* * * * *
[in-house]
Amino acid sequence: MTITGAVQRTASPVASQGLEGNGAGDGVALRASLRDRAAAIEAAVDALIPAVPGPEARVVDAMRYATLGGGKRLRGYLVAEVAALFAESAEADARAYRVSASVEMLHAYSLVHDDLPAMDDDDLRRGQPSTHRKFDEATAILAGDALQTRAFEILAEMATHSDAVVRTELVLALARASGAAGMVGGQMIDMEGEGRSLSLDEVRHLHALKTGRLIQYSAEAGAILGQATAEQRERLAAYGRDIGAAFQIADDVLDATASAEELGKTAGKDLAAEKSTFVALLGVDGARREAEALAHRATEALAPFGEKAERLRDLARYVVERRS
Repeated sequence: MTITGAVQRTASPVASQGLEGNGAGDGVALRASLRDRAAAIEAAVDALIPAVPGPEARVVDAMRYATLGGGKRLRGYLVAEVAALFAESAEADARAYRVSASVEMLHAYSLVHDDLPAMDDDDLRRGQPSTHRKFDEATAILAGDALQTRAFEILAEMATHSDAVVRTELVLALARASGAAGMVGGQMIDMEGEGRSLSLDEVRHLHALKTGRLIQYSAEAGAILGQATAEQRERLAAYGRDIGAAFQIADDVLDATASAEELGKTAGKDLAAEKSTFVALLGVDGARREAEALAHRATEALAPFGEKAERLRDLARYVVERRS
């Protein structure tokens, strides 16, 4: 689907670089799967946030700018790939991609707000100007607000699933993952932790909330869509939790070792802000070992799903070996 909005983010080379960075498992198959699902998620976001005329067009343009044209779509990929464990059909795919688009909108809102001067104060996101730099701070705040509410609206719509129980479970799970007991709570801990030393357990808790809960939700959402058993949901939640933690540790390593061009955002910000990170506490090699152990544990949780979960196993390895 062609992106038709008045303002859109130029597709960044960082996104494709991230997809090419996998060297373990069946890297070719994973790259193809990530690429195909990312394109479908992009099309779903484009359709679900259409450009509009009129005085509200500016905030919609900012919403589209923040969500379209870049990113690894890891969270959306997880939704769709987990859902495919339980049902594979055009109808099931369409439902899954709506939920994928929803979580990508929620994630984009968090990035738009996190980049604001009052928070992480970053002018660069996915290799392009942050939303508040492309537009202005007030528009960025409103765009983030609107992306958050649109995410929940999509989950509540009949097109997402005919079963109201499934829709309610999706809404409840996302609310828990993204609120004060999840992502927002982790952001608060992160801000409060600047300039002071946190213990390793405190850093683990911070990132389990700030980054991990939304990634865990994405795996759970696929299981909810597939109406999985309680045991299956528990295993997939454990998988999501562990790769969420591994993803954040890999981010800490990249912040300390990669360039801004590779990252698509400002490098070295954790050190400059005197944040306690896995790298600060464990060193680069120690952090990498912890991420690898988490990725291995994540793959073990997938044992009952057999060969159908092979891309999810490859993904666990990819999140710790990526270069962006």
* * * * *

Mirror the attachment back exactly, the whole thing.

[in-house]
Amino acid sequence: MTITGAVQRTASPVASQGLEGNGAGDGVALRASLRDRAAAIEAAVDALIPAVPGPEARVVDAMRYATLGGGKRLRGYLVAEVAALFAESAEADARAYRVSASVEMLHAYSLVHDDLPAMDDDDLRRGQPSTHRKFDEATAILAGDALQTRAFEILAEMATHSDAVVRTELVLALARASGAAGMVGGQMIDMEGEGRSLSLDEVRHLHALKTGRLIQYSAEAGAILGQATAEQRERLAAYGRDIGAAFQIADDVLDATASAEELGKTAGKDLAAEKSTFVALLGVDGARREAEALAHRATEALAPFGEKAERLRDLARYVVERRS
Repeated sequence: MTITGAVQRTASPVASQGLEGNGAGDGVALRASLRDRAAAIEAAVDALIPAVPGPEARVVDAMRYATLGGGKRLRGYLVAEVAALFAESAEADARAYRVSASVEMLHAYSLVHDDLPAMDDDDLRRGQPSTHRKFDEATAILAGDALQTRAFEILAEMATHSDAVVRTELVLALARASGAAGMVGGQMIDMEGEGRSLSLDEVRHLHALKTGRLIQYSAEAGAILGQATAEQRERLAAYGRDIGAAFQIADDVLDATASAEELGKTAGKDLAAEKSTFVALLGVDGARREAEALAHRATEALAPFGEKAERLRDLARYVVERRS
């Protein structure tokens, strides 16, 4: 689907670089799967946030700018790939991609707000100007607000699933993952932790909330869509939790070792802000070992799903070996 909005983010080379960075498992198959699902998620976001005329067009343009044209779509990929464990059909795919688009909108809102001067104060996101730099701070705040509410609206719509129980479970799970007991709570801990030393357990808790809960939700959402058993949901939640933690540790390593061009955002910000990170506490090699152990544990949780979960196993390895 062609992106038709008045303002859109130029597709960044960082996104494709991230997809090419996998060297373990069946890297070719994973790259193809990530690429195909990312394109479908992009099309779903484009359709679900259409450009509009009129005085509200500016905030919609900012919403589209923040969500379209870049990113690894890891969270959306997880939704769709987990859902495919339980049902594979055009109808099931369409439902899954709506939920994928929803979580990508929620994630984009968090990035738009996190980049604001009052928070992480970053002018660069996915290799392009942050939303508040492309537009202005007030528009960025409103765009983030609107992306958050649109995410929940999509989950509540009949097109997402005919079963109201499934829709309610999706809404409840996302609310828990993204609120004060999840992502927002982790952001608060992160801000409060600047300039002071946190213990390793405190850093683990911070990132389990700030980054991990939304990634865990994405795996759970696929299981909810597939109406999985309680045991299956528990295993997939454990998988999501562990790769969420591994993803954040890999981010800490990249912040300390990669360039801004590779990252698509400002490098070295954790050190400059005197944040306690896995790298600060464990060193680069120690952090990498912890991420690898988490990725291995994540793959073990997938044992009952057999060969159908092979891309999810490859993904666990990819999140710790990526270069962006």